Journal article

Recurrent horizontal transfer identifies mitochondrial positive selection in a transmissible cancer

Andrea Strakova, Thomas J Nicholls, Adrian Baez-Ortega, Maire Ni Leathlobhair, Alexander T Sampson, Katherine Hughes, Isobelle AG Bolton, Kevin Gori, Jinhong Wang, Ilona Airikkala-Otter, Janice L Allen, Karen M Allum, Clara L Arnold, Leontine Bansse-Issa, Thinlay N Bhutia, Jocelyn L Bisson, Kelli Blank, Cristobal Briceno, Artemio Castillo Domracheva, Anne M Corrigan Show all

Nature Communications | NATURE PUBLISHING GROUP | Published : 2020

Abstract

Autonomous replication and segregation of mitochondrial DNA (mtDNA) creates the potential for evolutionary conflict driven by emergence of haplotypes under positive selection for 'selfish' traits, such as replicative advantage. However, few cases of this phenomenon arising within natural populations have been described. Here, we survey the frequency of mtDNA horizontal transfer within the canine transmissible venereal tumour (CTVT), a contagious cancer clone that occasionally acquires mtDNA from its hosts. Remarkably, one canine mtDNA haplotype, A1d1a, has repeatedly and recently colonised CTVT cells, recurrently replacing incumbent CTVT haplotypes. An A1d1a control region polymorphism predi..

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University of Melbourne Researchers

Grants

Awarded by Wellcome


Awarded by EMBO Short-Term Fellowship


Awarded by Sir Henry Dale Fellowship - Wellcome Trust


Awarded by Sir Henry Dale Fellowship - Royal Society


Awarded by Rosetrees and Stoneygate Trust Research Fellowship


Awarded by Medical Research Council Mitochondrial Biology Unit


Funding Acknowledgements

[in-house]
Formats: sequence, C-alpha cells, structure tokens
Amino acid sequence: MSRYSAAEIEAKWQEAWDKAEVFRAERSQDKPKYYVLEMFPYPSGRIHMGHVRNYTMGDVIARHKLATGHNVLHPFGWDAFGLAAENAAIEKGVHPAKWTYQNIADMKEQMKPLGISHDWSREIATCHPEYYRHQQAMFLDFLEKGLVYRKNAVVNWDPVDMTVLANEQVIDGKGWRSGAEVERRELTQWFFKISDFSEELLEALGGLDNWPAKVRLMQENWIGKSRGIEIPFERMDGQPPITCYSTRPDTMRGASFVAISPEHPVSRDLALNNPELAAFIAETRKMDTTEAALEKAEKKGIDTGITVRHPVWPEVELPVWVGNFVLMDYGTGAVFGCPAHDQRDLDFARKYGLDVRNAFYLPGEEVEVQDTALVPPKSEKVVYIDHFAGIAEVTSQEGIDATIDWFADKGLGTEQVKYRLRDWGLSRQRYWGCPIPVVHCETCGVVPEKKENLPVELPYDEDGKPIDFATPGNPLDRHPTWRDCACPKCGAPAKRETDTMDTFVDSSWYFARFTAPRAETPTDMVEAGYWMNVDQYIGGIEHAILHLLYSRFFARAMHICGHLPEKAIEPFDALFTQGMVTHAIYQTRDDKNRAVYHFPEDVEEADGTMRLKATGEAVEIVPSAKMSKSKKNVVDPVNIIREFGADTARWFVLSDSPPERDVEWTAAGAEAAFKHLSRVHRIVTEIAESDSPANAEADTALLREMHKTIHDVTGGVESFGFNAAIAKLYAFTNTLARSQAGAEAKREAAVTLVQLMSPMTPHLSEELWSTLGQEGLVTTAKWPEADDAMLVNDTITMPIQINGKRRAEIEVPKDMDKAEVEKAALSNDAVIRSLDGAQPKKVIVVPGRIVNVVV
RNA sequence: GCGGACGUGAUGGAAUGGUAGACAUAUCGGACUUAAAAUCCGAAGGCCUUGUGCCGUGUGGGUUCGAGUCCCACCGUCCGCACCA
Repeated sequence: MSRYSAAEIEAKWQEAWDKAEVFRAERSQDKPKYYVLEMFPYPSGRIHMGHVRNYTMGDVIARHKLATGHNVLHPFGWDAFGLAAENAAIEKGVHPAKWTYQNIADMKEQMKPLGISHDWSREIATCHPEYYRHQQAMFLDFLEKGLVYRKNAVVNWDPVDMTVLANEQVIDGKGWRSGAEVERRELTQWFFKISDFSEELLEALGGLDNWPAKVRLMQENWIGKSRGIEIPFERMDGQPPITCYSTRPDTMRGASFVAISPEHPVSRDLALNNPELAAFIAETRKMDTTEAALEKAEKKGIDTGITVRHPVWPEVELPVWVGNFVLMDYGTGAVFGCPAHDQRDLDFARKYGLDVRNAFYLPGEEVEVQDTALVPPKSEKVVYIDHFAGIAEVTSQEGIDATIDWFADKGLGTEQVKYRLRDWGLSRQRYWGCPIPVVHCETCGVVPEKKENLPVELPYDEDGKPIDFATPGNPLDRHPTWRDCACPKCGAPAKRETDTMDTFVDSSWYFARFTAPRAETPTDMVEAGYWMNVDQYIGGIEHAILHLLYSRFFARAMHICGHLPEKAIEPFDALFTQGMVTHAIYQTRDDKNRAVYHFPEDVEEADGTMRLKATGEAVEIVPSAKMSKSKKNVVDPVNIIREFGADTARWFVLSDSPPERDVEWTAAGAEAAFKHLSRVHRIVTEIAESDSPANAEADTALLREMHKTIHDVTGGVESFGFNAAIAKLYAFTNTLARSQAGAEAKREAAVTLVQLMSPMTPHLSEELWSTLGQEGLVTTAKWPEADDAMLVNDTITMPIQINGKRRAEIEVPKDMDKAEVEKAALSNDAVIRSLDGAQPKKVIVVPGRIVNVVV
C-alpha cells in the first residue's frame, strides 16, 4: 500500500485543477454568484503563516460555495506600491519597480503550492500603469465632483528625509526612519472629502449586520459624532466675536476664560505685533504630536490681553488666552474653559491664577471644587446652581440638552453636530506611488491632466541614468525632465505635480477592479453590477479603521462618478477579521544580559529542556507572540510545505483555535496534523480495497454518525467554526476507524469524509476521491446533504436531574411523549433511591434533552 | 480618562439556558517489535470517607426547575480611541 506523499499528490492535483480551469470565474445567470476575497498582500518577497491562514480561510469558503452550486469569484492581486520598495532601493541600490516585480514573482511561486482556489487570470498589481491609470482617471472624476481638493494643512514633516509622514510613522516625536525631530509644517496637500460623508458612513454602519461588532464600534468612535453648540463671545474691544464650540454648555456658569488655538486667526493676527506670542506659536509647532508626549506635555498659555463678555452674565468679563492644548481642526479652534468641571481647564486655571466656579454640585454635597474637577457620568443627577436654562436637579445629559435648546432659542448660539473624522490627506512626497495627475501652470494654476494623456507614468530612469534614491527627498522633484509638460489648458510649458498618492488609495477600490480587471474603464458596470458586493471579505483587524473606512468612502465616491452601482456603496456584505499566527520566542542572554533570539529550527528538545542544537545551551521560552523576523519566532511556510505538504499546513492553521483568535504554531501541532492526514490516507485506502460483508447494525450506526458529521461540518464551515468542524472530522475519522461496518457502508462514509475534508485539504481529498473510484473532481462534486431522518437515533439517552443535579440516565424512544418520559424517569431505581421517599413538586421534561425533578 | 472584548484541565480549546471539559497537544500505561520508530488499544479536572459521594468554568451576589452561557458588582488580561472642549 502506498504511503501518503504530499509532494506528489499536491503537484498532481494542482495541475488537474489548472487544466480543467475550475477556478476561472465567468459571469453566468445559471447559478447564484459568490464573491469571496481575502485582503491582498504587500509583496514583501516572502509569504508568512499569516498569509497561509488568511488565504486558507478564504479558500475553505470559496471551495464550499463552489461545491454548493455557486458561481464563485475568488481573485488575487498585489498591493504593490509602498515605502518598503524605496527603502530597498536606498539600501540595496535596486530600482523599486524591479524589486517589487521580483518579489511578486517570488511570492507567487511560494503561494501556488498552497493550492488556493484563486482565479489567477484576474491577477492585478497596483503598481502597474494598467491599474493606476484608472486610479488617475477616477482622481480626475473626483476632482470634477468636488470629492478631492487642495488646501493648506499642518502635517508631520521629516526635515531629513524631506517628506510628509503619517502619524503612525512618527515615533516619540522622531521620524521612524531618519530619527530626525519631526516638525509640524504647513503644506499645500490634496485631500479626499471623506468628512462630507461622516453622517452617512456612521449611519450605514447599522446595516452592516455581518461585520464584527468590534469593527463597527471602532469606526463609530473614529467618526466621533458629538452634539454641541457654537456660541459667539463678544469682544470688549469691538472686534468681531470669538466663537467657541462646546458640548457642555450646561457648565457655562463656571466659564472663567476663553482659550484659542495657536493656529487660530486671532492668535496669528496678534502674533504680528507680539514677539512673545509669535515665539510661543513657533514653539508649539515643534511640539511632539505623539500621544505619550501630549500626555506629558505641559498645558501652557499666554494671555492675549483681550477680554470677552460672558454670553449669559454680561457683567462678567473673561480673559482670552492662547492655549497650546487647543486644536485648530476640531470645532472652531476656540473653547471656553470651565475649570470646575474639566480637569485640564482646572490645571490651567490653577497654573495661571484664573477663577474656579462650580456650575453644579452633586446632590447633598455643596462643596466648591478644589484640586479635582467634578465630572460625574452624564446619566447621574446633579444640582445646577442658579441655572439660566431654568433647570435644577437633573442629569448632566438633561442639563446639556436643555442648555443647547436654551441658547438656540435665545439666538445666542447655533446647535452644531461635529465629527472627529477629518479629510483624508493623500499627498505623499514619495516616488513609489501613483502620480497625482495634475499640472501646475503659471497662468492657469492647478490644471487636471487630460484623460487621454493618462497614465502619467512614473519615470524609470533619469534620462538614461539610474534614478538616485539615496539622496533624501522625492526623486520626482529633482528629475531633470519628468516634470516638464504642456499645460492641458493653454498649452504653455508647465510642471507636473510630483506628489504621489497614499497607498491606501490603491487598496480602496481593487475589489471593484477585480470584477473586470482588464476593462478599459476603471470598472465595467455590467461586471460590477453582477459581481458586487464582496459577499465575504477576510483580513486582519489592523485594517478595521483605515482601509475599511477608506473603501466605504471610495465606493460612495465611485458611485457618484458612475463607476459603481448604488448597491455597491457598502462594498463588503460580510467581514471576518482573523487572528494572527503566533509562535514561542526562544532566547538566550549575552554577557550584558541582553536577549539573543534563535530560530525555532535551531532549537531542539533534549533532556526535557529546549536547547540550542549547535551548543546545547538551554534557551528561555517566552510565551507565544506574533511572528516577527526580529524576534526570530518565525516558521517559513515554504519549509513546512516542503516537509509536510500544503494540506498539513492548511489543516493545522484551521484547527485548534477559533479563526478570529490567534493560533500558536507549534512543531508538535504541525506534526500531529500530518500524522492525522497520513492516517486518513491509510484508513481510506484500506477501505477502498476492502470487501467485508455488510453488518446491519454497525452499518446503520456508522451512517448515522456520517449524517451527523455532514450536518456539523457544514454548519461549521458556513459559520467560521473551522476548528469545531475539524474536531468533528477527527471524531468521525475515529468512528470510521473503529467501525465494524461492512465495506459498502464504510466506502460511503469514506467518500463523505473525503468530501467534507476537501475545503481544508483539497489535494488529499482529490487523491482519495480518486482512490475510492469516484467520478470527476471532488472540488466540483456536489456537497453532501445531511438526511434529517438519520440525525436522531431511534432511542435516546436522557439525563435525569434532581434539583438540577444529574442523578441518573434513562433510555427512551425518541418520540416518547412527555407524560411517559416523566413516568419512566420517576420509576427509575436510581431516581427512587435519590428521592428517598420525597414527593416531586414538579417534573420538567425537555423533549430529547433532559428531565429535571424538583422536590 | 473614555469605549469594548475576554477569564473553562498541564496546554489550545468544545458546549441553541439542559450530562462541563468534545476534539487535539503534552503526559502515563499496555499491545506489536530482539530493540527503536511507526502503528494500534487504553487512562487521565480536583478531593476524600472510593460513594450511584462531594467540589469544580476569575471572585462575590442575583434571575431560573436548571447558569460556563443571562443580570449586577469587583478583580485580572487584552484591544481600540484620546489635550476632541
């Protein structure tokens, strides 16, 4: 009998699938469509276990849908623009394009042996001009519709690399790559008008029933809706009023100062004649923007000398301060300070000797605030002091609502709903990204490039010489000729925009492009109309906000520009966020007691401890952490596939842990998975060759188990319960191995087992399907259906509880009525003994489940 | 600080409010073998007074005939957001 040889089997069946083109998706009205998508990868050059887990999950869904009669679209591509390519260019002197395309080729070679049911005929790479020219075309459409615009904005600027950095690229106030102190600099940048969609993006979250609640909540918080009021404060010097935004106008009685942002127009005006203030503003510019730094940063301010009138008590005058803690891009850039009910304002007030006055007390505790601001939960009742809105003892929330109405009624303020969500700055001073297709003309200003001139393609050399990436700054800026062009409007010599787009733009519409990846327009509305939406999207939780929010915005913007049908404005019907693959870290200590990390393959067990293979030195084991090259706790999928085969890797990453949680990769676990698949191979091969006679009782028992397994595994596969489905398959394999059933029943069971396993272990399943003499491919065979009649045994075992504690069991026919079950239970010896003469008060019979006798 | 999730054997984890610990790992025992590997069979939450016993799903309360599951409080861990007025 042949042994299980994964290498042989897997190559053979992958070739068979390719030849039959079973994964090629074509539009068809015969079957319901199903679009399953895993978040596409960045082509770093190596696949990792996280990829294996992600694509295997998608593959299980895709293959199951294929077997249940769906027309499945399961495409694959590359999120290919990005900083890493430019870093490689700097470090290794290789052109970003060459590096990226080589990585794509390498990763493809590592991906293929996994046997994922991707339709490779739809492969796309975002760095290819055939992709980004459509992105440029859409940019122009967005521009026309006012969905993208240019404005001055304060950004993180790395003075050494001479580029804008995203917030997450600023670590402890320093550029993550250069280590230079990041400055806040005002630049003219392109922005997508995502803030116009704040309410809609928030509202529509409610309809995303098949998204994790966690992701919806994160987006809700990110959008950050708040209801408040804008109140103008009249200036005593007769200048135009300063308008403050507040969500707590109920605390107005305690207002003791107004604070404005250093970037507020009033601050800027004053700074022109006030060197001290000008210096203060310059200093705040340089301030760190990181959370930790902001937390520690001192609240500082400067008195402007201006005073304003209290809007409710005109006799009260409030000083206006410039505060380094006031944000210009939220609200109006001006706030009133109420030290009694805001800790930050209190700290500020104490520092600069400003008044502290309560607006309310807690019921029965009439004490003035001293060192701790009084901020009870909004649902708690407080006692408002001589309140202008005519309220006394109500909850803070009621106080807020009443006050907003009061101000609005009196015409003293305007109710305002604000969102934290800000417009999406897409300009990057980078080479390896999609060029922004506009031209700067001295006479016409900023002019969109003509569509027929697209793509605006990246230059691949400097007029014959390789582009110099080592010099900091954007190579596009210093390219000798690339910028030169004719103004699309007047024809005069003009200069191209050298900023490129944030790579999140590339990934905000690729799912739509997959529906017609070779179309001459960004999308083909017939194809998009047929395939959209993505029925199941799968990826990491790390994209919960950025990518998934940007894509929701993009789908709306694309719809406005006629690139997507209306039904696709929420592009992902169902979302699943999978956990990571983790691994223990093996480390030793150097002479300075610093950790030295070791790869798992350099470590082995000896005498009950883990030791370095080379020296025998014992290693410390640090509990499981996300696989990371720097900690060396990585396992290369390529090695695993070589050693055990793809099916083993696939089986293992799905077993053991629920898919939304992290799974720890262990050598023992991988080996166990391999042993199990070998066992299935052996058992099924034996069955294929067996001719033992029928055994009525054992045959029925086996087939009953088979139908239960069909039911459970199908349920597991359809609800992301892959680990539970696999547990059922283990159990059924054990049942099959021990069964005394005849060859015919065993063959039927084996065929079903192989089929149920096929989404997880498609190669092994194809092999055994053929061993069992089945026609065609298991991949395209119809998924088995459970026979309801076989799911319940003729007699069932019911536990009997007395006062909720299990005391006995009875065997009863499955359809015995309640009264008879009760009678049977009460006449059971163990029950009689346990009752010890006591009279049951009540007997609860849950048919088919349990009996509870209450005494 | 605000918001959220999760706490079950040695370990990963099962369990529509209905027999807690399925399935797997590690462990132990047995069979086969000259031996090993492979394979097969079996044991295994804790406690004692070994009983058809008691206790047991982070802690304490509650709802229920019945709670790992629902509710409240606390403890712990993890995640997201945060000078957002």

This work was supported by a grant from Wellcome (102942/Z/13/A) and by a Philip Leverhulme Prize from the Leverhulme Trust. A.St. was supported by a Postgraduate Student Award from the Kennel Club Charitable Trust, by an EMBO Short-Term Fellowship (7761) and by the Ruth Bowden Scholarship from the British Federation of Women Graduates. T.J.N. is the recipient of a Sir Henry Dale Fellowship jointly funded by the Wellcome Trust and the Royal Society (213464/Z/18/Z) and a Rosetrees and Stoneygate Trust Research Fellowship (M811). The work was also supported by grants from Swedish Research Council (M.Fal. and C.M.G.), Swedish Cancer Foundation (M.Fal. and C.M.G.), European Research Council (M.Fal.) and the Knut and Alice Wallenberg Foundation (M.Fal. and C.M.G.). P.F.C. is a Wellcome Trust Principal Research Fellow (212219/Z/18/Z), and a UK NIHR Senior Investigator, who receives support from the Medical Research Council Mitochondrial Biology Unit (MC_UP_1501/2), the Evelyn Trust and the National Institute for Health Research (NIHR) Biomedical Research Centre based at Cambridge University Hospitals, NHS Foundation Trust and the University of Cambridge. The views expressed are those of the authors and not necessarily those of the NHS, the NIHR or the Department of Health. We acknowledge the Core Sequencing Facility, IT groups and members of the Cancer Genome Project at the Wellcome Sanger Institute. We are grateful to Michael R. Stratton for institutional support. We thank Hansong Ma, Michal Minczuk, Robin Weiss, Maximilian R. Stammnitz, Young Mi Kwon and members of the Transmissible Cancer Group for helpful discussions. We appreciate the laboratory support from Bradley Peter, Hector Diaz and other members of the Gustafsson and Falkenberg laboratories. We thank the following individuals for useful information and for their help obtaining samples for this project: Juliana Alzate-Ocampo, Diana Arguello, Jose Ignacio Arias, Sue Barrass, Ekaterina Batrakova, Rafaela Bortolotti Viera, Nikki Brown, Fernando Constantino Casas, John Cooper, Amici Cannis Cotacachi, Johan de Vos, Lytvynenko Dmytro, Phillip Farnham, Ariberto Fassati, Andres Fernandez-Riomalo, Ricardo Gaitan, David Hanzliek, Rafael Ricardo Huppes, John M. Igundu, Matilde Jimenez-Coello, Debra Kamstock, Patrick Kelly, Anna Klucnika, Tatiana Korytina, Anna Kuznetsova, Gleidice Eunice Lavalle (Universidade Federal de Minas Gerais), Olakunle AbdulRasaq Lawal, Thabo Lerotholi, Marco Lima-Maigua, Jimmy Loayza-Feijoo, Mayra Lopez-Bucheli, Mwangi Maina, Margarita Mancero-Albuja, Cynthia Marchiori Bueno, Luis Martinez-Lopez, Alfredo Martinez-Meza, Talita Mariana Morata Raposo, Jude Mulholland, Claudio Murgia, Alvira Murison Swartz, Fran Nargi, Marsden M. Onsare, Edwin Ortiz-Rodriguez, Elisabeth Peach, Lisa Pellegrini, Gerry Polton, Freddy Proano-Perez, Cameron Raw, Ceseltina Semedo, Sanjay Singh, Ivan Stoikov, Mirela Tinucci Costa, Emily Turitto, M. Rifat Vural, David Walker, Kevin Xie, Maurice Zandvliet, staff at Animal Medical Centre Belize City (Belize), veterinary surgeons and staff at Help in Suffering (Jaipur, India), staff at Hopkins Belize Humane Society (Belize), veterinary workers at Pet Centre (UVAS, Lahore, Pakistan), students from St. George's University (True Blue, Grenada, West Indies) who assisted with sample collection, staff at Veterinary Clinic 'El Roble' (Chile), staff and volunteers at World Vets (Gig Harbor, USA) and staff at the WVS International Training Centre in Ooty (India).We are grateful to the following organisations for helpful information: American College of Veterinary Internal Medicine (ACVIM), Animal Balance, Animal Care Association (The Gambia), Animal Management in Rural and Remote Indigenous Communities (AMRRIC), Associacao Bons Amigos de Cabo Verde, Humane Society of Cozumel, Humane Society Veterinary Medical Association-Rural Area Veterinary Services (HSVMA-RAVS), Israel Veterinary Medical Association, Italian Veterinary Oncology Society, Rural Vets South Africa, Veterinary Cancer Society, Veterinary Society of Surgical Oncology (VSSO), VetPharma, Vets Beyond Borders, ViDAS and Coco's Animal Welfare, The Spanky Project, VWB/VSF Canada, West Arnhem Land Dog Health Programme (WALDHeP), World Small Animal Veterinary Association (WSAVA) and (sic) (World Veterinary Medicine). The map in Fig. 1c and Supplementary Fig. 4 was used under the Royalty Free Licence from Free Vector Maps.